Introduction: How to Connect 3D Printer to AR Glasses
Hello! This is our latest project: an augmented reality application that connects to an OctoPrint instance and allows you to control your 3D printer - hands free!!!
Think about every time you had to level your heatbed, maybe with auto-level plugin, and switch from thumbscrews to the mouse, forth and back until the bed is OK. Not to mention the need of the PC, or the browser on your mobile device, not always friendly on these devices. Here comes The Tactigon Skin (T-Skin), an awesome device, programmable with Arduino IDE that integrates 9DoF IMU with accelerometer, gyroscope, magnetometer, four programmable buttons, and an ergonomic case which lets you use your hand while wearing it!
Teachers! Did you use this instructable in your classroom?
Add a Teacher Note to share how you incorporated it into your lesson.
Step 1: Things Used in This Project
- Tactigon Skin
- Android Device
- 3d generic printer
- Arduino IDE
- Google Cardboard VR SDJ
Step 2: Prerequisites
In order to progress with this project, you need some software and hardware available:
- your own installation of Processing 3.4, with Android Mode enabled (including VR Mode).
- A running – reachable instance of OctoPrint: we used a Raspberry Pi to host it, thanks to OctoPi image.
- You can use any OctoPrint installation.A Smartphone capable of running Google Cardboard software, and with Bluetooth Low Energy compatibility.
- An Augmented Reality Headset with space for a smartphone, we choose the first headset we found on the web.
- The Tactigon Skin (T-Skin) as controller.Arduino IDE to program The Tactigon Skin.
Step 3: Software Installation
Processing is available for free download at https://processing.org/. Installation is straightforward. Once setup has finished, we can move on and install the Android Mode. To install Android Mode, we click on the Java button in the upper-right corner and select Add Mode.. Select now Android Mode and start the download with the Install button.
OctoPrint is an awesome platform to control a 3D Printer. Beside its awesome web server designed to interact with almost any 3D Printer, it exposes API which allows developers to implement their own interface, application or even gadget to place in the kitchen and keep an eye on the printer status, handle its files and print jobs. Installing this on the Raspberry Pi, allows to integrade all the electronic in the 3D Printer case! All you need is to setup its web server and get the API KEY to send commands via POST requests.
Processing offers a simplified way to program for Cardboard. Although we use an Augmented Reality device, using this Virtual Reality environment allowed us to avoid any trouble on splitting the screen for each eye. We finally flipped the image on the screen to have a nice view on the Augmented Reality goggles. To use Google Cardboard application, a device with Accelerometer and Gyroscope is needed. We also use Bluetooth Low Energy to connect to the T-Skin device.
The Tactigon Skin is programmable with Arduino IDE (https://www.thetactigon.com/download), by downloading and installing the board and the library developed by Next Industries. We need it to program our T-Skin with the right sketch (more than 50 applications available on the website) to interact with the Processing application running on the Android Smartphone.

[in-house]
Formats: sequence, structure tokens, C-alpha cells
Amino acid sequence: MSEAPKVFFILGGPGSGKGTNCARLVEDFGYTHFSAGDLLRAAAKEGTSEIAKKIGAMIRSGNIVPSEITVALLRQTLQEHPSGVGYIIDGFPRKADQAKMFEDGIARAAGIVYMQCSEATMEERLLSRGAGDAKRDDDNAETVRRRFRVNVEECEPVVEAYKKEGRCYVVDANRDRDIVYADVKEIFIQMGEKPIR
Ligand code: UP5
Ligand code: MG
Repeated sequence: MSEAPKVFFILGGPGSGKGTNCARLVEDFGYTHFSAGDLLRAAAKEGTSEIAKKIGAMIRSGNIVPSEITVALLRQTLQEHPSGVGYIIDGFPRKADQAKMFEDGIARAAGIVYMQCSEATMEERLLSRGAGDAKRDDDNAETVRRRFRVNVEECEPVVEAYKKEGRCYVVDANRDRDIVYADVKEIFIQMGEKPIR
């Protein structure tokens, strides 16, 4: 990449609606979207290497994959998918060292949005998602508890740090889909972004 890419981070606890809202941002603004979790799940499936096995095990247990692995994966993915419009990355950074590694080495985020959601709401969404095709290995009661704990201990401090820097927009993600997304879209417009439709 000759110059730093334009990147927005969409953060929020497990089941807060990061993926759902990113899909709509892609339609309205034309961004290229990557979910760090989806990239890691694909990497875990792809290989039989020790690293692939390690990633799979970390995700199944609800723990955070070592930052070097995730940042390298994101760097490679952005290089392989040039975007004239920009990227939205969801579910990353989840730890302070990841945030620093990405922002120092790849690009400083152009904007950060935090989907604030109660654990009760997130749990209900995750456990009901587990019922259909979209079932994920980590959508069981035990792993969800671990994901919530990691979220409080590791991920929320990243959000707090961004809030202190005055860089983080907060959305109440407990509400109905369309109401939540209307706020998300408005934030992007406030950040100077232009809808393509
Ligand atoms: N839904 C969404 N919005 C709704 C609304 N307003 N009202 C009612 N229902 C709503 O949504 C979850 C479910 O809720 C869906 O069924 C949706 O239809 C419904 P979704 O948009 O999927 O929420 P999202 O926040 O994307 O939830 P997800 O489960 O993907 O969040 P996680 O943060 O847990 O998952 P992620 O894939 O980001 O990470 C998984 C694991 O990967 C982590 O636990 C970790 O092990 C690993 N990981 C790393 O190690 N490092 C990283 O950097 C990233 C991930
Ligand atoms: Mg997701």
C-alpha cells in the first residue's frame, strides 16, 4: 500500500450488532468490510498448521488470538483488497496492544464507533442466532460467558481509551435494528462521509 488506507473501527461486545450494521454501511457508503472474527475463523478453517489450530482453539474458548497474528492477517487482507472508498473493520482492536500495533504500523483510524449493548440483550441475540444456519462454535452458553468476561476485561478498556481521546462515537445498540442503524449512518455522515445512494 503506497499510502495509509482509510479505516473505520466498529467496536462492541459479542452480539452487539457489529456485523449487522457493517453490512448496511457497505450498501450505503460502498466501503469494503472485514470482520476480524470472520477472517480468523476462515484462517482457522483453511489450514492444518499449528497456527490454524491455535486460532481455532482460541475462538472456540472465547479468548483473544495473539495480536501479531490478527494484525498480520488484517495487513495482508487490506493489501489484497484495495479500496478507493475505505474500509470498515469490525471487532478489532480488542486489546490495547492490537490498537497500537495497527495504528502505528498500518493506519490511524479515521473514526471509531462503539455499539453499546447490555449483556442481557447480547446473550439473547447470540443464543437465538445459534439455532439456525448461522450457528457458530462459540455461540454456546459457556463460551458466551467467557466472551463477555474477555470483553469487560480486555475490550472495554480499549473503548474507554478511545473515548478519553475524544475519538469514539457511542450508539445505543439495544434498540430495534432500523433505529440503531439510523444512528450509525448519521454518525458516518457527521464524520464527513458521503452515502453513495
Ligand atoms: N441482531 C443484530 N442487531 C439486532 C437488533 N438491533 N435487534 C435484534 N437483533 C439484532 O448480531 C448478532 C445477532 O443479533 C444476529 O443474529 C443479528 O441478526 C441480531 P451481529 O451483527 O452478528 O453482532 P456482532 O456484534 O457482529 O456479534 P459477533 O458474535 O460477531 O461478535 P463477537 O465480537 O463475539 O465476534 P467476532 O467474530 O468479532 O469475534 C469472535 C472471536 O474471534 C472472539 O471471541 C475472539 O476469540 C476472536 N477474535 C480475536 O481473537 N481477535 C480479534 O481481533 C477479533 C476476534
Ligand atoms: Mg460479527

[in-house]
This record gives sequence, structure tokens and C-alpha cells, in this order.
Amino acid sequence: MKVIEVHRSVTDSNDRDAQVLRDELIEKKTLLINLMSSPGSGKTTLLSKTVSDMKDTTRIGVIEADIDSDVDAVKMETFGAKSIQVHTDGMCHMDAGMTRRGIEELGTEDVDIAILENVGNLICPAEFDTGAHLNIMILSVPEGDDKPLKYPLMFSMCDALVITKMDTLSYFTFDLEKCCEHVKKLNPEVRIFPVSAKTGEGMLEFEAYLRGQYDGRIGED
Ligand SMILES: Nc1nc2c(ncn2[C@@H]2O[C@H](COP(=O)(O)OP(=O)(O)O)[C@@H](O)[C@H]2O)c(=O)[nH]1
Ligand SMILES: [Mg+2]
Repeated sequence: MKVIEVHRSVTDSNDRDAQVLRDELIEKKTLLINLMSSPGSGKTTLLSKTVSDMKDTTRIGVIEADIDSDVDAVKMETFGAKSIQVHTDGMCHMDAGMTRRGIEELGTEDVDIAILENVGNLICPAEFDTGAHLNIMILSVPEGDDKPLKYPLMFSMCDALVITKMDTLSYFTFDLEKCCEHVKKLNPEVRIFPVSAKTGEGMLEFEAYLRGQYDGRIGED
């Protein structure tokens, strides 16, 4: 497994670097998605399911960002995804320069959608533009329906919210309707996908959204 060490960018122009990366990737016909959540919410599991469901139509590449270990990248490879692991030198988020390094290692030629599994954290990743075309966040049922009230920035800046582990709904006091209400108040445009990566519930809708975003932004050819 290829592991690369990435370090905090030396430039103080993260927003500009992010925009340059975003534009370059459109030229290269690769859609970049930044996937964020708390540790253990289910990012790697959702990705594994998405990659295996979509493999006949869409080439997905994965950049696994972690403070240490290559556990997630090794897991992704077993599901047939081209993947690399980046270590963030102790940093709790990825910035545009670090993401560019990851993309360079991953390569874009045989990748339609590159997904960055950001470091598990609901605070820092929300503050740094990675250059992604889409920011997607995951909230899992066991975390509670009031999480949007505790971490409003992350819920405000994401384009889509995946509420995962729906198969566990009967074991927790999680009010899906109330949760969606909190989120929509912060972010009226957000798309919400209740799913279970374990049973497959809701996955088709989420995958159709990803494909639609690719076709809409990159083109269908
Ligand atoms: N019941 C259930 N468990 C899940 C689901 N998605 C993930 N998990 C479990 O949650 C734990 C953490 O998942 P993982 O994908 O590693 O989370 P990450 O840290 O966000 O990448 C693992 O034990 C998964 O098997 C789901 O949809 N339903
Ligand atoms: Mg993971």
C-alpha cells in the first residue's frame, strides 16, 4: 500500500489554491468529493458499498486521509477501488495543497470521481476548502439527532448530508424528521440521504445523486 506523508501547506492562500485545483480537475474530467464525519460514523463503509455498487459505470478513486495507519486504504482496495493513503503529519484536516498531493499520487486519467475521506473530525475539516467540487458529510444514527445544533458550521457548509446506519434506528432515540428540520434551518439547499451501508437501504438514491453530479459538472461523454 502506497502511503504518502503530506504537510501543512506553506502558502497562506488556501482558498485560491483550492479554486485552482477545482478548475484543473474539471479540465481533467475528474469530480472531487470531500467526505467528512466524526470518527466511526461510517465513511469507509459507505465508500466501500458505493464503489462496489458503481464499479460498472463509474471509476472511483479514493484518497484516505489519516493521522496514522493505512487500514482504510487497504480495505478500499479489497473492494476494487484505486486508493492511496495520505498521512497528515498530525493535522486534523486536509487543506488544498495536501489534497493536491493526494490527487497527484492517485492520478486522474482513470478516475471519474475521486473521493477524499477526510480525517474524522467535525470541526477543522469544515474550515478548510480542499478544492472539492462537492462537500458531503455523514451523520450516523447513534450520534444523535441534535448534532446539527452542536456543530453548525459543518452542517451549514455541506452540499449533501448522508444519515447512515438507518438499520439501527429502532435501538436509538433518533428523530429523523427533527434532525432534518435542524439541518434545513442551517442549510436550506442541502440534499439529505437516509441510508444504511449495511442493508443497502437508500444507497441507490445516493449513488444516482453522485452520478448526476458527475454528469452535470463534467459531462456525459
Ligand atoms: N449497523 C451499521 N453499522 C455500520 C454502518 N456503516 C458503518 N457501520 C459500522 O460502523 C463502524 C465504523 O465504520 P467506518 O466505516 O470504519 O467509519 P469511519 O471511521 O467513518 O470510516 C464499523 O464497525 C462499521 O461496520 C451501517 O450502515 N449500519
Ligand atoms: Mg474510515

Step 4: Hardware
1.1.1 Augmented Reality Headset We got this Augmented Reality headset. It provides a place to put the smartphone in, and the frontal translucid screen reflect the smartphone screen to have a nice view of both reality and data showed by the smartphone.
1.1.1 The Tactigon Skin (T-Skin) The Tactigon Skin is a programmable device (with Arduino IDE) that offers a nice microcontroller unit (STM32, 32MHz, 32 Bit) coupled with a 9DoF IMU with Accelerometer, Gyroscope and Magnetometer. Bluetooth Low Energy radio is integrated in the device, as an RGB LED and ambient temperature and pressure sensors. Its ergonomic case provides four programmable buttons
Step 5: Architecture
In this project, we connected The Tactigon Skin and the Android smartphone via Bluetooth Low Energy. The T-Skin sends gesture data to the Android Application, which in turn select the right menu on the screen. T-Skin’s Buttons are used to click the selected on-screen button. The Android Application interacts over WiFi with Raspberry Pi and OctoPrint server, sending HTTP Get and HTTP Post requests to fetch data or send commands. OctoPrint’s API KEY are embedded in the requests. OctoPrint talks to the printer over USB cable.
Step 6: Let's Take a Look at It!
OctoPrint is a fantastic environment which exposes REST API, with JSON reply. It enables remote control of your 3D printer(s) over HTTP connection. But you need traditional control input devices!
By using this application, you will have temperatures, progress percentage, estimated times, stop button, and many more features offered by OctoPrint directly in your AR device!
The T-Skin acts as human interface to provide a cozy process. The application uses Cardboard SDK, but thanks to Processing for Android VR mode, we made it easy to customize for everyone who would like to expand its functionality, edit the user interface, or input behaviour.
Step 7: Final Result
You can see the final result on our YouTube Channel. With gestures, you can browse printer “Parameters”, like % Complete, Print Time and Print Left (see Figura 1) or in the “Status” menu you can see Bed Temperature, Tool Temperature and Printer Status (Printing, Operating, Error). You can also “Start” o “Stop” printer, with the menu “Command”. Parameter can be shown or hidden by using the parameters buttons.